Adding weather forecasting information to Microsoft OMS

This is the third in a six part series which will provide details on a solution I have been working on which will gather information from a variety of sources to forecast how much electricity will be generated by a residential solar panel system. This example shows how OMS can be used to gather data from multiple sources, how to visualize this data in Power BI and how to use a variety of data sources in OMS to forecast likely future results. This series includes the following posts:

  1. Gathering weather data into Microsoft OMS (the script details are available here)
  2. Using Power BI to visualize weather data from Microsoft OMS
  3. How to add weather forecasting information into Microsoft OMS
  4. How to add SolarCity electricity generation information into Microsoft OMS
  5. How to use Power BI to cross multiple custom log types
  6. How to bring this all together and forecast electricity generation

How to add weather forecasting information into Microsoft OMS

In the first blog post we showed how a scheduled Azure Automation PowerShell runbook can be used to gather weather data and store this data in Microsoft OMS. From there the data can be directly visualized in OMS or it can be exported to Power BI for additional visualization options. To gather weather forecasting information we can use the same process with a slightly different script.

Create the runbook

The runbook is very similar to the one which was created to gather weather information available here. This script has three automation variables which need to be created with the correct information (for examples see the previous blog posts). These are: CustomerID, SharedKey, OpenWeatherMapKey. The only significant difference between this script and the original one is the command which gathers the weather data:

$GetWeather = Invoke-RestMethod -uri “api.openweathermap.org/data/2.5/forecast?id=$City&APPID=$OpenWeatherMapKey&units=$Units”

The fields which are used are different:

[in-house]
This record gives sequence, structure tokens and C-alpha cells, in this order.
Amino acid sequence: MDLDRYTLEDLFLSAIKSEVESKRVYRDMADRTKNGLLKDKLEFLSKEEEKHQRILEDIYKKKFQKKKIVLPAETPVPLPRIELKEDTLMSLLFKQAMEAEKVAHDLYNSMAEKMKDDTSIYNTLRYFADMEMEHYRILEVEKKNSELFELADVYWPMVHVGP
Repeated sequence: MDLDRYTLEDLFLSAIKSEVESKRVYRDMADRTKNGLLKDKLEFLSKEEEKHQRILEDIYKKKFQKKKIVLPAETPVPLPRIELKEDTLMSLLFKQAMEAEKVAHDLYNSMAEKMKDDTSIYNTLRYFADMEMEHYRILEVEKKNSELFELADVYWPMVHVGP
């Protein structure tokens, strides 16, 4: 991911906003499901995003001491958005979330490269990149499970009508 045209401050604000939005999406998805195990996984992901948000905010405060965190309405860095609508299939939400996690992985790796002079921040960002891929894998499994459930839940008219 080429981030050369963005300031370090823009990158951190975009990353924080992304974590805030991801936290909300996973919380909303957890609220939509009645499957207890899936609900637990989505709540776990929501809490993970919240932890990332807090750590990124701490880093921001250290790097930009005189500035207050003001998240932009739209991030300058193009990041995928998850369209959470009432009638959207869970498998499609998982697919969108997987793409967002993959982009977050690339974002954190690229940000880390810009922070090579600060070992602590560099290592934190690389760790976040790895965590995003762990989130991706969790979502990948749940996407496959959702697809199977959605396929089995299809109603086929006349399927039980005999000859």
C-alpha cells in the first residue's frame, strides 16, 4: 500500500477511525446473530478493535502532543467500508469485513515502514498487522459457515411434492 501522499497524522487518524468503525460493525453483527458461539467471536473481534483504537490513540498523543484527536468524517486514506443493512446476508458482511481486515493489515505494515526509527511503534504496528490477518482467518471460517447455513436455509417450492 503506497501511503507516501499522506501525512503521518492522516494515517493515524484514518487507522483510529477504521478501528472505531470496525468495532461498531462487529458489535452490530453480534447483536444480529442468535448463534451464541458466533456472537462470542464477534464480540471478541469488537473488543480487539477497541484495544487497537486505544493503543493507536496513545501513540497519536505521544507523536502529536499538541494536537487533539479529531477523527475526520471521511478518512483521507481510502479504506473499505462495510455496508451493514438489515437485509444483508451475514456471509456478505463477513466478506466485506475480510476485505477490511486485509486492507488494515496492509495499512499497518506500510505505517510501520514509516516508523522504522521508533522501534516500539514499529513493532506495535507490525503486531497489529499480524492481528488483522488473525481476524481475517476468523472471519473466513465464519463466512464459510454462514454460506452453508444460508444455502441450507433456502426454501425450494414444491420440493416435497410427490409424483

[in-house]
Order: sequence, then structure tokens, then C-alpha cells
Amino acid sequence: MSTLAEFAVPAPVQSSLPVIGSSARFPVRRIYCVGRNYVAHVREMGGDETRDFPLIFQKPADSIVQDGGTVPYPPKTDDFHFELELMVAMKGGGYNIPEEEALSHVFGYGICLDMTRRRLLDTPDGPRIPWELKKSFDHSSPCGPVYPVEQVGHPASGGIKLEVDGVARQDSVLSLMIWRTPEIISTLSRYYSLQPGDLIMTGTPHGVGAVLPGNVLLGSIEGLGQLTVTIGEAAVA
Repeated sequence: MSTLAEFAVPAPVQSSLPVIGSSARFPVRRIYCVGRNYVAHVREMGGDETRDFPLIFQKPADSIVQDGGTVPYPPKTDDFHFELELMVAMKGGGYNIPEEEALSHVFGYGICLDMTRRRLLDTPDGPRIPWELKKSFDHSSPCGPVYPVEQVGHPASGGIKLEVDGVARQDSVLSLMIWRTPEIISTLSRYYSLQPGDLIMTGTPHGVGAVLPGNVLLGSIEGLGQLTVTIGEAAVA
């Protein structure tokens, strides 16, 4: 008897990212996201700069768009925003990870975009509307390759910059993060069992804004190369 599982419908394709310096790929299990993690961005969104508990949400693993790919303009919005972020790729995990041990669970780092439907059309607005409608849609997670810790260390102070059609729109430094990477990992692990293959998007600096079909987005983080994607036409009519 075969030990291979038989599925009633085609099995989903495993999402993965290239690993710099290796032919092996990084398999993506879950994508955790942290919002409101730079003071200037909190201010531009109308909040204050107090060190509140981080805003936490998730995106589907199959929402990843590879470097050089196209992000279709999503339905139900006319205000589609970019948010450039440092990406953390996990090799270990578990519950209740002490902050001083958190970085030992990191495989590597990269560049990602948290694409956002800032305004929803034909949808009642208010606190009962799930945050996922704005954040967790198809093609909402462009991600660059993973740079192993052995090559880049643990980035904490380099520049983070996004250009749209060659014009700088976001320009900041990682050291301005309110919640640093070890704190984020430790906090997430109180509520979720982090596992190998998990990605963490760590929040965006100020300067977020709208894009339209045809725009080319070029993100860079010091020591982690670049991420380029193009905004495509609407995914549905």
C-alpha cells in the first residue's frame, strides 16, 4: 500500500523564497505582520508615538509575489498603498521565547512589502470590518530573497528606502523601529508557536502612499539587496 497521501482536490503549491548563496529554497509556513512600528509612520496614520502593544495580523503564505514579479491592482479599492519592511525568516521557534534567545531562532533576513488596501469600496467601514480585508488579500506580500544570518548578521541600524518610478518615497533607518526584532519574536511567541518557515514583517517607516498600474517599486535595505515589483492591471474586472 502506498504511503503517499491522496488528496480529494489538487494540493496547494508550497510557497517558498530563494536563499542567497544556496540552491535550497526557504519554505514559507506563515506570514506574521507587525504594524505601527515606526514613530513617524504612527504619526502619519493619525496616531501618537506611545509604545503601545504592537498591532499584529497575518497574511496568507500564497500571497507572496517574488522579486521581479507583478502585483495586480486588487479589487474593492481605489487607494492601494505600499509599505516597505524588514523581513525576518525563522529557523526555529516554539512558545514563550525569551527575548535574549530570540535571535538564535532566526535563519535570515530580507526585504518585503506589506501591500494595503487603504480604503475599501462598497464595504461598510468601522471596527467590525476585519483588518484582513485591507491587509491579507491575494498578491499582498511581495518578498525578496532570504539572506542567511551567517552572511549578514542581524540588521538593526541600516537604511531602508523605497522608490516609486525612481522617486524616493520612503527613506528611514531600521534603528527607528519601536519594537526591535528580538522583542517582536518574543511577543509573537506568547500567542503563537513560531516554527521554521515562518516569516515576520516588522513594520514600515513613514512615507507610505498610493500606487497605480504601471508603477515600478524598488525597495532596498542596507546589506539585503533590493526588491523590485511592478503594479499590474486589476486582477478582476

[String]$Location = $GetWeather.city.name

[String]$ForecastTemp = $GetWeather.list.main.temp[$ForecastOffset]

[String]$ForecastWeather = $GetWeather.list.weather.main[$ForecastOffset]

[String]$ForecastDescription = $GetWeather.list.weather.description[$ForecastOffset]

[String]$ForecastTimeTxt = $GetWeather.list.dt_txt[$ForecastOffset]

And the return of the results are different:

$weatherData = @{

‘City’ = $Location

‘ForecastTemp’ = $ForecastTemp

‘ForecastWeather’ = $ForecastWeather

‘ForecastTimeDate’ = $ForecastTime

‘ForecastDescription’ = $ForecastDescription

}

Once we have created the runbook we save it and publish it so it’s available. Test the runbook to make sure it’s functional and the save it and make sure it’s published.

Schedule the runbook

Once the runbook has been added and it is functional, it should be scheduled to run once a day to gather the weather forecast information. My example configuration is shown below where it starts approximately one hour before solar generation would begin.

Visualize the weather forecasting information

This solution writes the weather forecasting information to a custom list named “OpenWeatherForecast_CL”. A sample query for this data is:

(Type=OpenWeatherForecast_CL)

We can visualize this information using a query such as this one:

(Type=OpenWeatherForecast_CL) | measure Count() by ForecastDescription_s

Which results in a view such as this:

This can also be integrated into the original dashboard which was designed for the weather solution (the new dashboard section is labeled “Weather Forecast” below.

Summary: In this blog post we have shown how we can use a PowerShell script running in Azure Automation to run on a scheduled basis and send weather forecasting information into OMS. From there we can query and visualize this data and we can integrate this into the visualizations which were originally created for weather over time. In the next part of this blog series we will see how we can add SolarCity electricity generation information into Microsoft OMS.

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